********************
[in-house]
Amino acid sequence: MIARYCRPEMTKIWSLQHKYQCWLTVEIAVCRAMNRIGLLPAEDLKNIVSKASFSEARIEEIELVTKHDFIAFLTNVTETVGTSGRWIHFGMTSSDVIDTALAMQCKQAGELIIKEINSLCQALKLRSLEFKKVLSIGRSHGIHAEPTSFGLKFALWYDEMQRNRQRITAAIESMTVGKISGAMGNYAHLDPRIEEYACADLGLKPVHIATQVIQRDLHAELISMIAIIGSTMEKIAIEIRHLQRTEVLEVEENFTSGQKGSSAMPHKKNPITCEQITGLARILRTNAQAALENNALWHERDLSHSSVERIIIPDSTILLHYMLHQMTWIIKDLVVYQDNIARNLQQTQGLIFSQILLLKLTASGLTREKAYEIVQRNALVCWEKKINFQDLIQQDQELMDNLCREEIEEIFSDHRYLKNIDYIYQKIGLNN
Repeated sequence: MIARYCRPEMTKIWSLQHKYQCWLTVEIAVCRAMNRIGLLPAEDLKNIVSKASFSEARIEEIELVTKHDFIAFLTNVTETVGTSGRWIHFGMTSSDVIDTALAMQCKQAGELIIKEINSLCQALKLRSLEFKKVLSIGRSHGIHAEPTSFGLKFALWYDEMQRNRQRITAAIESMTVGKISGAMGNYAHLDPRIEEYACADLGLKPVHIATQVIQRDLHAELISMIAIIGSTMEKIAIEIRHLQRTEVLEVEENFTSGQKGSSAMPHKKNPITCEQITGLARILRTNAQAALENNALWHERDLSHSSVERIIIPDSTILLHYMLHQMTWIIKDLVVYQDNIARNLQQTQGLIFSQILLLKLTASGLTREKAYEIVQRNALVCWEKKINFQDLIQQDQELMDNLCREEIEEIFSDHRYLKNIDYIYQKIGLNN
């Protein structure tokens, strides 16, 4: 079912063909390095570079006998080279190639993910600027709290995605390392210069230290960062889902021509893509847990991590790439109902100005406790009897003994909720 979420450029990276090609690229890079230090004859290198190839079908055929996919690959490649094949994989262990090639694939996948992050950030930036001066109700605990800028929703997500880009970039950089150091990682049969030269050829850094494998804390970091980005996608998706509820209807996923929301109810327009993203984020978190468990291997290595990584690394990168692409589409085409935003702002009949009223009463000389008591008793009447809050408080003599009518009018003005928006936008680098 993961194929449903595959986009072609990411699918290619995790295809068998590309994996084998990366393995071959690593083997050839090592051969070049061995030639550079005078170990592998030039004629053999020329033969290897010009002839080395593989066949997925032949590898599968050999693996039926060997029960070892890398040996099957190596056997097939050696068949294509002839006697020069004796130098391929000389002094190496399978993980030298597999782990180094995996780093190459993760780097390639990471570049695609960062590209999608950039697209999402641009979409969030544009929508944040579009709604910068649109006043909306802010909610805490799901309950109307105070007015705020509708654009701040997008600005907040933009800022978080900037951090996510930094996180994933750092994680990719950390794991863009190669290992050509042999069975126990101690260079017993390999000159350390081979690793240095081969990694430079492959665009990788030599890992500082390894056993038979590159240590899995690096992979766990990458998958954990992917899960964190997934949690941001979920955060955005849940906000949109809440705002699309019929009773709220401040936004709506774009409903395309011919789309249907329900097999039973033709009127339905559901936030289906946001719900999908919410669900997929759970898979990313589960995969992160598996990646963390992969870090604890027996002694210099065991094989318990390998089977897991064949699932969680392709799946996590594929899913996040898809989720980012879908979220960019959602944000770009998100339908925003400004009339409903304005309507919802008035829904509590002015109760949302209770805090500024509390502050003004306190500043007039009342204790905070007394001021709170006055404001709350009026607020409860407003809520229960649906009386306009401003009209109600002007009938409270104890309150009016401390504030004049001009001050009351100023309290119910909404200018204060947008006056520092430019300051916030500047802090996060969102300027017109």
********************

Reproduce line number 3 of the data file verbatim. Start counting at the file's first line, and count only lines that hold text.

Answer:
Repeated sequence: MIARYCRPEMTKIWSLQHKYQCWLTVEIAVCRAMNRIGLLPAEDLKNIVSKASFSEARIEEIELVTKHDFIAFLTNVTETVGTSGRWIHFGMTSSDVIDTALAMQCKQAGELIIKEINSLCQALKLRSLEFKKVLSIGRSHGIHAEPTSFGLKFALWYDEMQRNRQRITAAIESMTVGKISGAMGNYAHLDPRIEEYACADLGLKPVHIATQVIQRDLHAELISMIAIIGSTMEKIAIEIRHLQRTEVLEVEENFTSGQKGSSAMPHKKNPITCEQITGLARILRTNAQAALENNALWHERDLSHSSVERIIIPDSTILLHYMLHQMTWIIKDLVVYQDNIARNLQQTQGLIFSQILLLKLTASGLTREKAYEIVQRNALVCWEKKINFQDLIQQDQELMDNLCREEIEEIFSDHRYLKNIDYIYQKIGLNN